Vitamin D – Covid 19
vitamin d covid 19 covid-19 coronavirus

The ongoing coronavirus pandemic has made us take stock of the current state of our health: BMI scores, food eaten, cigarettes smoked, whether we are drinking too much alcohol. Doctors and scientists alike are flailing about trying to ascertain the risk factors involved in dying from the disease. One of the risk factors that has been shown to be involved in both contracting and dying of the disease is vitamin D deficiency: a recent study has shown that the relative risk of testing positive for COVID-19 is 1.77 times greater when you have a likely vitamin D deficiency.

Other studies concur with the link between severity of symptoms in respiratory diseases like the coronavirus – symptoms so severe you would likely be hospitalised – and not having enough vitamin D.

Some Potential Explanations…

For a long time, vitamin D has been associated with the inflammatory responses of the body when fighting off respiratory infections. This means that the immunopathological response of your body – the things like fever and tiredness that attend most viral infections – are less severe, meaning that you are less likely to have symptoms that require hospital support.

There are other reasons as to why vitamin D deficiency is associated with increased severity of the coronavirus, too. The vitamin is involved in autophagy: the process by which your body gets rid of dysfunctional or unnecessary components of cells. A autophagy is needed to keep your immune system working at highest capacity, giving it the best chance to fight off infections. Vitamin D is also involved in the production of anti-microbial peptides: molecules produced by your body (as they are by all forms of life) as part of its innate immune response. Therefore, having a lack of vitamin D – especially if this lack has been going on for several years – will mean that these processes and molecules are not as strong or as common as they could be, thus making it harder for the body to overcome the virus it has been infected with, increasing its morbidity.

Vitamin D also has a positive effect against contracting the coronavirus as well. Metabolised version of the vitamin have been shown to have an inhibitory effect against viruses when present in human nasal epithelial cells. Simply put, this means that if you are getting enough vitamin D, there’s a greater chance that your body will be able to fight off the virus that has just been inhaled, before it even reaches the lungs that it will otherwise go onto attack. This mechanism might account for the lower rates of the coronavirus in those who are not vitamin D deficient.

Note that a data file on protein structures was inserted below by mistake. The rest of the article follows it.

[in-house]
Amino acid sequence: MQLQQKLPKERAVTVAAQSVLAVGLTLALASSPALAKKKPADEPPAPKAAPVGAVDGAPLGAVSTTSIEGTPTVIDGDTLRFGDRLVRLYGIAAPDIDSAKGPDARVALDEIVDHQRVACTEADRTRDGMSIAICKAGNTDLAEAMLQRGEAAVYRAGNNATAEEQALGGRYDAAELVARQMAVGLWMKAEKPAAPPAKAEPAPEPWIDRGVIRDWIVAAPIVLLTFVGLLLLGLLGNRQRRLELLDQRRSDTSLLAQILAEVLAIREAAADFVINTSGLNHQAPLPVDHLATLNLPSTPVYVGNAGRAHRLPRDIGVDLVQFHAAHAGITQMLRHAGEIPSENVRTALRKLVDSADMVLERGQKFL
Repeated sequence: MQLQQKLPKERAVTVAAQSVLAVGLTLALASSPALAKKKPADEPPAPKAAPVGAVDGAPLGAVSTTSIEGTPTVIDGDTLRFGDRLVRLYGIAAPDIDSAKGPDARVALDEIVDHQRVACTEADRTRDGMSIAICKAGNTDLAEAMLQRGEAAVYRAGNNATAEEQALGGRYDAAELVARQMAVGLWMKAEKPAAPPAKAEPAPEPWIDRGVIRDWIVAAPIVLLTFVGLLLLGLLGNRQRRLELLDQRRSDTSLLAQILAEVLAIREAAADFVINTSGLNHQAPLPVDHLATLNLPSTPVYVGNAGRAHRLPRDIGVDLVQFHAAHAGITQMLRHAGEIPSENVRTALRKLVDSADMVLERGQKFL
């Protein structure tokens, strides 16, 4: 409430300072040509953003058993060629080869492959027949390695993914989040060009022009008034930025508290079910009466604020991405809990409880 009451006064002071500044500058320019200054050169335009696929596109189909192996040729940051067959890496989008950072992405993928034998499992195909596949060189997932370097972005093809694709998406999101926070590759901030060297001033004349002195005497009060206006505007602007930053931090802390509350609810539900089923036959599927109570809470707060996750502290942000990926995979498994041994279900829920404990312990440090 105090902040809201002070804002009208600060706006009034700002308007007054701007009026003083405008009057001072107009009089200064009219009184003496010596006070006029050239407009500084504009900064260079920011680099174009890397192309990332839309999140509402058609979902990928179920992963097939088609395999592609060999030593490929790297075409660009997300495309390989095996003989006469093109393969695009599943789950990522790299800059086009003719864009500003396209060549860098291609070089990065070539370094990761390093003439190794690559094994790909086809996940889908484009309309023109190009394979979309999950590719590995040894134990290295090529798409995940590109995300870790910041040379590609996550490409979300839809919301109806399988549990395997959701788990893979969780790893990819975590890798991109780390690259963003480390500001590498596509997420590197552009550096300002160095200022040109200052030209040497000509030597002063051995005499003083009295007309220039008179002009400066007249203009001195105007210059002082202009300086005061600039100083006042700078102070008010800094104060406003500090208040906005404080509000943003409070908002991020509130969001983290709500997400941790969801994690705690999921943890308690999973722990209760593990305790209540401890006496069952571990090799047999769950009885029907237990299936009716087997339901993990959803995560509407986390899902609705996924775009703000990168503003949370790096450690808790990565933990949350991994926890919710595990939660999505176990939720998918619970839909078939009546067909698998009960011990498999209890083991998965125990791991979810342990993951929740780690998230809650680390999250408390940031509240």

So vitamin D has been shown by both correlation and mechanistic causation to be an important factor in keeping symptoms of respiratory diseases including COVID-19 as mild as they can be, and making potentially preventing you from contracting it in the first place.

Some Uneasy Solutions…

Sunlight

It’s well known that the human body gets vitamin D from sunlight: direct UV rays break down cholesterol in skin cells to produce this vital macronutrient. However, it’s often not enough. Not only do most people not spend long enough with their skin exposed to sunlight for vitamin D to be produced, but at the moment, we’re currently staring down the barrel of a COVID-19 winter: the lost intensity and hours of sunlight mean that less vitamin D is able to be made. Via sunlight, vitamin D is also not produced as much in those with darker skin.

Find out everything about sunbathing and vitamin D.

Food

Good natural sources of vitamin D in our diet include oily fish (like salmon and sardines), egg yolks and red meat. Lots of cereals that you can get in the supermarket, like rice pops and cornflakes, are fortified with lots of minerals and vitamins, usually including a fair amount of vitamin D. However, you’d have to eat a lot of these foods for an extended period of time for your vitamin D levels to be really boosted: this can not only be financially challenging to do, but on a practical level, just quite a difficult feat to pull off.

So, there are definitely environmental changes you can bring about to help protect yourself against both contracting and suffering badly from the coronavirus: getting out into the sun with plenty of bare skin showing, or doubling down on some steak and eggs. However, these remedies are not usually enough: not only is access to sunlight highly contingent on your lifestyle and job and seasonal changes to the sunlight, but it is quite difficult to consistently eat enough of the foods that are high in vitamin D for your diet to be substantially meaningful, in medical terms.

Find out everything there is to know about vitamin D and food.

Vitamin D And Covid 19 – The Upshot

There’s compelling evidence to suggest that vitamin D deficiency can increase the severity of COVID-19 symptoms, and also increase the chance that you contract the disease in the first place. But given the paucity of vitamin D in many people’s lifestyles, and the attendant problems associated with getting enough vitamin D into your body, the deficient might be pretty endemic within society. It might then, be worth investing in a vitamin D supplement instead. It’s good for other aspects of your health, allowing calcium to be absorbed into the body to strengthen and maintain bone and teeth health, so your intake of this vitamin is important anyway. But especially in light of such a bleak and potentially long-lasting disease, it’s really important to try and up your vitamin D intake, both to prevent ending up with a serious case of coronavirus, and perhaps to prevent you contracting it at all.

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SOURCES CITED:

  1. https://jamanetwork.com/journals/jamanetworkopen/fullarticle/2770157
  2. https://www.thelancet.com/journals/landia/article/PIIS2213-8587(20)30268-0/fulltext

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